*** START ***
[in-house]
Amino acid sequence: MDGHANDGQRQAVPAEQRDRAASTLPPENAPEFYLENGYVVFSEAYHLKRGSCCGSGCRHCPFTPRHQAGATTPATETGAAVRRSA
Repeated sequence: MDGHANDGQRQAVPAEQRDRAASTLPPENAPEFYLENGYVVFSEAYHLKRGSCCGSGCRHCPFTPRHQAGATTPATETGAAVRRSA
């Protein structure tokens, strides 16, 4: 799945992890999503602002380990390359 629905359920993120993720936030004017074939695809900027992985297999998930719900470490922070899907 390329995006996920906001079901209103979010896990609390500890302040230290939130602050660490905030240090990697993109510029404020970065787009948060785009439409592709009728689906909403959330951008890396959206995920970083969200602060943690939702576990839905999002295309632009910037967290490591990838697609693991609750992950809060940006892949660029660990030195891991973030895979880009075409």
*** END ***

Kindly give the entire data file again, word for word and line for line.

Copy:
[in-house]
Amino acid sequence: MDGHANDGQRQAVPAEQRDRAASTLPPENAPEFYLENGYVVFSEAYHLKRGSCCGSGCRHCPFTPRHQAGATTPATETGAAVRRSA
Repeated sequence: MDGHANDGQRQAVPAEQRDRAASTLPPENAPEFYLENGYVVFSEAYHLKRGSCCGSGCRHCPFTPRHQAGATTPATETGAAVRRSA
């Protein structure tokens, strides 16, 4: 799945992890999503602002380990390359 629905359920993120993720936030004017074939695809900027992985297999998930719900470490922070899907 390329995006996920906001079901209103979010896990609390500890302040230290939130602050660490905030240090990697993109510029404020970065787009948060785009439409592709009728689906909403959330951008890396959206995920970083969200602060943690939702576990839905999002295309632009910037967290490591990838697609693991609750992950809060940006892949660029660990030195891991973030895979880009075409």